Imaging of prostate cancer with positron emission tomography.
Imaging of prostate cancer with positron emission tomography. Clin Adv Hematol Oncol. 2019 Aug;17(8):455-463 Authors: Zimmerman ME, Meyer AR, Rowe SP, Gorin MA Abstract Prostate cancer is most commonly imaged through a combination of magnetic resonance imaging, x-ray computed tomography, and 99mTc-methylene diphosphonate bone scan. These conventional imaging modalities, however, suffer from limited sensitivity and specificity for the detection of disease. This can lead to disease understaging and the improper selection of treatment. To address this problem, a variety of novel radiotracers for positron emission tomography (PET) imaging have been developed. This includes agents that accumulate on the basis of alterations in cellular metabolism (eg, 11C-choline and 18F-FACBC) as well as those that bind to specific proteins (eg, 68Ga-PSMA-11, 18F-DCFPyL, 68Ga-RM2, and 18F-DHT). In this review, we examine the performance characteristics of these new PET radiotracers for imaging prostate cancer and discuss ways in which PET imaging can offer more precise clinical information to patients and providers. PMID: 31449514 [PubMed - in process]
We read with great interest the authors ’ take on pelvic lymph node involvement as detected on Gallium-68-prostate specific membrane antigen (Ga68-PSMA) positron emission tomography (PET) computed tomography (CT) and congratulate them on their possibly practice-changing findings . Till recently, the standard staging investigations fo r a patient with carcinoma prostate would include a CT or magnetic resonance imaging (MRI) of pelvis along with a bone scan; paucity of anatomic abdominal imaging or whole body biologic imaging resulted in the fact that small or early common iliac and lower paraaortic nodal metastases...
In this study of Chinese men with biochemical recurrence, added value for the detection of lesions compatible with sites of PCa was found with68Ga-PSMA-11 PET/CT over conventional imaging. The observed patterns of disease spread may have implications for understanding the biology of early prostate cancer metastasis.
ConclusionSegmentation of prostate cancers is more difficult than other anatomy such as kidney tumors. Less experienced participants appear to under ‐segment models and underestimate the size of prostate tumors. Segmentation of prostate cancer is highly variable even among radiologists, and 3D modeling for clinical use must be performed with caution. Further work to develop a methodology to maximize segmentation accuracy is needed.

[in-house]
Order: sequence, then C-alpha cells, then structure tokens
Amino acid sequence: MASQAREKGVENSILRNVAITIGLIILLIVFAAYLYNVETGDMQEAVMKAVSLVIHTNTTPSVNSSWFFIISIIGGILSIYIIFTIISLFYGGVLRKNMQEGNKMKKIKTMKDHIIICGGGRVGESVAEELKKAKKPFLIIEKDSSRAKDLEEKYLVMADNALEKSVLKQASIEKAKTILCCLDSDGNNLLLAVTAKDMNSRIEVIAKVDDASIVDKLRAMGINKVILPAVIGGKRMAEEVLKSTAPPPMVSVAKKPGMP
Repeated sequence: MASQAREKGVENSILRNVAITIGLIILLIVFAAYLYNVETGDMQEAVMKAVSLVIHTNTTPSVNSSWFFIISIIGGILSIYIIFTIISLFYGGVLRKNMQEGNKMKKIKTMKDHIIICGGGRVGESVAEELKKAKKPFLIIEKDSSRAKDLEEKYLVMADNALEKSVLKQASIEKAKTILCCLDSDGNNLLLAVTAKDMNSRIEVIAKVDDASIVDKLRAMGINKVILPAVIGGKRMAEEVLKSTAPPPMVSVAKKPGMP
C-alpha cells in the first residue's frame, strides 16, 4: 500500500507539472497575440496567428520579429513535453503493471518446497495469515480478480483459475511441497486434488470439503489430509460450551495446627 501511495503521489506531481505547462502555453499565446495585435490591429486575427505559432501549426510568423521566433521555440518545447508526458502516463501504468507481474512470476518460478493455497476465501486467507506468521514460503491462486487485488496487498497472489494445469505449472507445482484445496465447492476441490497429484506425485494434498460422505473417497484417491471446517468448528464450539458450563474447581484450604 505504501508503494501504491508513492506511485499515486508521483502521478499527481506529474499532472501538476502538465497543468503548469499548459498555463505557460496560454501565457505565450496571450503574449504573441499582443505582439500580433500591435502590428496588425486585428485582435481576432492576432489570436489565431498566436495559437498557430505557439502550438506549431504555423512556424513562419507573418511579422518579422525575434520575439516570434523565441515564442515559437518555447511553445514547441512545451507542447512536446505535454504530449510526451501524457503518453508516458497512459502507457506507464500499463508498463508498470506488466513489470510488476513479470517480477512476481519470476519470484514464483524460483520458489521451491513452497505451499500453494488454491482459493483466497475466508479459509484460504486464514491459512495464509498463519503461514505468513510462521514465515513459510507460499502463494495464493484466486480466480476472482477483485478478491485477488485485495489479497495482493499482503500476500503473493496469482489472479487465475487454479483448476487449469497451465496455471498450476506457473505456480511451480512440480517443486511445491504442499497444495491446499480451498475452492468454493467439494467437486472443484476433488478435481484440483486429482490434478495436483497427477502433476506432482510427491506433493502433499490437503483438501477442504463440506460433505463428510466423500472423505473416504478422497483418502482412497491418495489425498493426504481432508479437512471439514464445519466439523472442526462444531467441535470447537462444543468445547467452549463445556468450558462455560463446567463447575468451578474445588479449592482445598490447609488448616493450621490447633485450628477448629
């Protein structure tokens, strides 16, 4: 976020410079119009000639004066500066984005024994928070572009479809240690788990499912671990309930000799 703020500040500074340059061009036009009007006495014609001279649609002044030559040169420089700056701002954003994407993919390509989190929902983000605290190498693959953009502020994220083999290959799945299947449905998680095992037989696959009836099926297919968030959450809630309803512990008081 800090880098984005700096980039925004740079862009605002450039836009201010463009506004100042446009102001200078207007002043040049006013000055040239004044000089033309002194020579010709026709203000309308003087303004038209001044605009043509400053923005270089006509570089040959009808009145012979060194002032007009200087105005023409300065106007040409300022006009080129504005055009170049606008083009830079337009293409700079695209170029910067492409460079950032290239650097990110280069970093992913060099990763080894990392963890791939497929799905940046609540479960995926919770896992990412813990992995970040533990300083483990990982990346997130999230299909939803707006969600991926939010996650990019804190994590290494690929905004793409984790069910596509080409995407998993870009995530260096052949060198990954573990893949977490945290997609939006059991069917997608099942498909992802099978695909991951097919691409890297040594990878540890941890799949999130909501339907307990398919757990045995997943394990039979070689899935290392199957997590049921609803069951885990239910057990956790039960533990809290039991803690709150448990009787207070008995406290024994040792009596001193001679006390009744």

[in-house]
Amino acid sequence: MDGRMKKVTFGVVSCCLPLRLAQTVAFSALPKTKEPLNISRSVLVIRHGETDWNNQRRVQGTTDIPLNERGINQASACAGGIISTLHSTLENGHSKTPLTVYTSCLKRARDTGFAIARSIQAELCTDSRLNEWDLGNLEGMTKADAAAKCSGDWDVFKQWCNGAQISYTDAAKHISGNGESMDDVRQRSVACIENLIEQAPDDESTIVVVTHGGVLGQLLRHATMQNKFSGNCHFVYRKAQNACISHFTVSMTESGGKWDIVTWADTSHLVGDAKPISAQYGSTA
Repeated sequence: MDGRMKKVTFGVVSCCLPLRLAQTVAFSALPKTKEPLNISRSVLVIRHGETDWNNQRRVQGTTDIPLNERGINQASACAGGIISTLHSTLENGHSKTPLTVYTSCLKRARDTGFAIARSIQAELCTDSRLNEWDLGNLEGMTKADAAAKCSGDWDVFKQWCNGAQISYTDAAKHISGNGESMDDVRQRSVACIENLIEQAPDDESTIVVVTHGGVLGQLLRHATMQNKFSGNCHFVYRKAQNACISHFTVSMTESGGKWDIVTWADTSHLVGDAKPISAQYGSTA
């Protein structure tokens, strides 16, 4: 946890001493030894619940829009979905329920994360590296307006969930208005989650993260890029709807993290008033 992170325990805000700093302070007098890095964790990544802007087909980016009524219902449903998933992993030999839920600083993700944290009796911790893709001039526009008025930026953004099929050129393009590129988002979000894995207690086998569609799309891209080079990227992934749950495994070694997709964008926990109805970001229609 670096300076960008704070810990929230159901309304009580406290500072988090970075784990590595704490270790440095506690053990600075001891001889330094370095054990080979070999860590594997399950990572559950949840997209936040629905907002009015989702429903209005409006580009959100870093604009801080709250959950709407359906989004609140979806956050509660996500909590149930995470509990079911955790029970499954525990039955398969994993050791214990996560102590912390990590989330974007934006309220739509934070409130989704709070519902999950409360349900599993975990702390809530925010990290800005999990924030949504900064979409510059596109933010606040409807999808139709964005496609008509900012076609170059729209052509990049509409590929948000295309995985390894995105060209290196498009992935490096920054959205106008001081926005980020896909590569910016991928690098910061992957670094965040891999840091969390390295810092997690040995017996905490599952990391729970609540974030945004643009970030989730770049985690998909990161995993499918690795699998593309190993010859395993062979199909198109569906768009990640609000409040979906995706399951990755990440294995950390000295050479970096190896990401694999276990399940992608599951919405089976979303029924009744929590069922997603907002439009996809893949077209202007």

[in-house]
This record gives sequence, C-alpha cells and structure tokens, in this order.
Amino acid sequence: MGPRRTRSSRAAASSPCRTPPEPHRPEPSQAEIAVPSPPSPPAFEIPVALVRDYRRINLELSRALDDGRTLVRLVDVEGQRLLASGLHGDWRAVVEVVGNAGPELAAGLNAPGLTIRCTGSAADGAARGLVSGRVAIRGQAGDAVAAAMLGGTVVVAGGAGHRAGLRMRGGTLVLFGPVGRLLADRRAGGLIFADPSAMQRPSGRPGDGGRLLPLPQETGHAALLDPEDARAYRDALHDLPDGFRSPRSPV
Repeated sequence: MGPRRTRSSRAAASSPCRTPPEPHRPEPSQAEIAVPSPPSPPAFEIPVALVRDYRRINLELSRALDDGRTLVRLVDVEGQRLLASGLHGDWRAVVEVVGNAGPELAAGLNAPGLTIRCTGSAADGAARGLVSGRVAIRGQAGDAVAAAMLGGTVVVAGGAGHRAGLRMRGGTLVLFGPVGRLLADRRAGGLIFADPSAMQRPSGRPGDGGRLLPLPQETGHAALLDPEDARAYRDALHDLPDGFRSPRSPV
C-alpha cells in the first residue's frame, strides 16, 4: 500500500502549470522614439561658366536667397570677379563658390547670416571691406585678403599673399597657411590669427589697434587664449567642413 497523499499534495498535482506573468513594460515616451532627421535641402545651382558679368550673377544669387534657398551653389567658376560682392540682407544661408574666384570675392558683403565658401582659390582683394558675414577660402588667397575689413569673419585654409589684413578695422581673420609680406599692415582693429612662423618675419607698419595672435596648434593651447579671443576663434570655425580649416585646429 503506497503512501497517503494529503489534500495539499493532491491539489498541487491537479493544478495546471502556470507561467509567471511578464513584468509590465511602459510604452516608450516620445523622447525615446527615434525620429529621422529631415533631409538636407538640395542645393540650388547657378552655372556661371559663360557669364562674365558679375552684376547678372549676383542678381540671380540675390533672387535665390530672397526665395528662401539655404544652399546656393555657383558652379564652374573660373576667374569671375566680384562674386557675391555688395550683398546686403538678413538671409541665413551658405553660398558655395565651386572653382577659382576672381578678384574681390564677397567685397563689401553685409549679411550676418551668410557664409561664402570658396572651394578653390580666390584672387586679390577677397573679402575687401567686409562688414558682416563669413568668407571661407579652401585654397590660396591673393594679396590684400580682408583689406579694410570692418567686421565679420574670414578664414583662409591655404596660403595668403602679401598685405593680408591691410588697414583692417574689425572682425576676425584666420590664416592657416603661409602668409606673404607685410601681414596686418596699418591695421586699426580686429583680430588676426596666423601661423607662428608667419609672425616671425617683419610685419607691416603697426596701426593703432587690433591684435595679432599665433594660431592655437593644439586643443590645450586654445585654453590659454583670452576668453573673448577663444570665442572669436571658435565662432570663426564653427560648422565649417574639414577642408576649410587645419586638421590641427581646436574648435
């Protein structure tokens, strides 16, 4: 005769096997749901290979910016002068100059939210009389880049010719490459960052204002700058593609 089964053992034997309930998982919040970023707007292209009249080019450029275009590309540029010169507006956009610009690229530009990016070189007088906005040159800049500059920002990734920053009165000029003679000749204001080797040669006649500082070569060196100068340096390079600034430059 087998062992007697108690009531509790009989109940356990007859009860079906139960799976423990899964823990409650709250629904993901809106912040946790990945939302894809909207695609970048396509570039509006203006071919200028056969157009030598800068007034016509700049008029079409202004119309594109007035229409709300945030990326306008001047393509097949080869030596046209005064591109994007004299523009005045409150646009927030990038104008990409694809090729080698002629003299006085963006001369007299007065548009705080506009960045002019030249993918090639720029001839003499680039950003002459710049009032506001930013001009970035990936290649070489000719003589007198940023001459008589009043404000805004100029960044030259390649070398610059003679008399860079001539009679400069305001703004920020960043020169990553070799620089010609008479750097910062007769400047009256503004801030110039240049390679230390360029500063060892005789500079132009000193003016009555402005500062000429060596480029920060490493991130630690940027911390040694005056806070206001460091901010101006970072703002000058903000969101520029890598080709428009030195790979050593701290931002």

CONCLUSION: This first AIRO survey about salvage prostate re-EBRT provides an interesting snapshot and suggests increasing interest in re-EBRT patients in Italy. Consensus about some aspects of patients' selection, the necessity of biopsy, fractionation, and highly selective techniques seems feasible, but other key points such as irradiated volume, dosimetry parameters, and hormonal treatment association need to be clarified. PMID: 32583236 [PubMed - indexed for MEDLINE]
ConclusionThis first AIRO survey about salvage prostate re-EBRT provides an interesting snapshot and suggests increasing interest in re-EBRT patients in Italy. Consensus about some aspects of patients ’ selection, the necessity of biopsy, fractionation, and highly selective techniques seems feasible, but other key points such as irradiated volume, dosimetry parameters, and hormonal treatment association need to be clarified.
This article presents the contribution of the latest advances in these two imaging techniques of prostate cancer and their future developments. PMID: 32620459 [PubMed - as supplied by publisher]
ConclusionsIntegrated [68Ga]PSMA-11 PET/MRI provides a similarly high diagnostic performance for localization of recurrent PC as PET/CT. For the detection of local recurrences [68Ga]PSMA-11 PET/MRI is superior compared with [68Ga]PSMA-11 PET/CT.
We present a case of a 79 year old patient with a medical history of unilateral nerve-sparing radical prostatectomy due to a pT3aN0 (Gleason score 7) prostate carcinoma. Because of slightly elevated prostate specific antigen (PSA) level (0.35ng/dL), a fluorine-18-prostate specific membrane antigen (18F-PSMA)-1007 positron emission tomography/computed tomography (PET/CT) scan was performed, showing no signs of malignant recurrence. However, a moderately PSMA-avid nodular lesion was observed in the left occipital region with homogeneous contrast enhancement, suggestive for a meningioma, which was confirmed on magnetic resona...
CONCLUSION: Carbon-11-choline PET was found have a greater correlation with Gleason score than DWI and is considered to be more useful to predict a higher score in patients with prostate cancer. Fluorine-18-FDG PET was limited because of low sensitivity. PMID: 32222730 [PubMed - as supplied by publisher]
The diagnostic performance of 18F-sodium fluoride positron emission tomography/computed tomography (PET/CT) (NaF), 18F-fluorocholine PET/CT (FCH) and diffusion-weighted whole-body magnetic resonance imaging (DW-M...